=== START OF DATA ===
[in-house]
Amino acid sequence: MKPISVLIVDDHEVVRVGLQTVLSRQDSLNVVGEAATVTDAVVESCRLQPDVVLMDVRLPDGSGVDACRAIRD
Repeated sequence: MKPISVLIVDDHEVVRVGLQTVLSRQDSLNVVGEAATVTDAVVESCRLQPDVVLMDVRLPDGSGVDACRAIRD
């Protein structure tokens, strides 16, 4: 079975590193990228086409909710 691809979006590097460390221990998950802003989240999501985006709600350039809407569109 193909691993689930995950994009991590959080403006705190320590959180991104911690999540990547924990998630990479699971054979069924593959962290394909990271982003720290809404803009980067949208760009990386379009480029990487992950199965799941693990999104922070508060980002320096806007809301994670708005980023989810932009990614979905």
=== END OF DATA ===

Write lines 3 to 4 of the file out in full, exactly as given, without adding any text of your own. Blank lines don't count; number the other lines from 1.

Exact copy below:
Repeated sequence: MKPISVLIVDDHEVVRVGLQTVLSRQDSLNVVGEAATVTDAVVESCRLQPDVVLMDVRLPDGSGVDACRAIRD
């Protein structure tokens, strides 16, 4: 079975590193990228086409909710 691809979006590097460390221990998950802003989240999501985006709600350039809407569109 193909691993689930995950994009991590959080403006705190320590959180991104911690999540990547924990998630990479699971054979069924593959962290394909990271982003720290809404803009980067949208760009990386379009480029990487992950199965799941693990999104922070508060980002320096806007809301994670708005980023989810932009990614979905």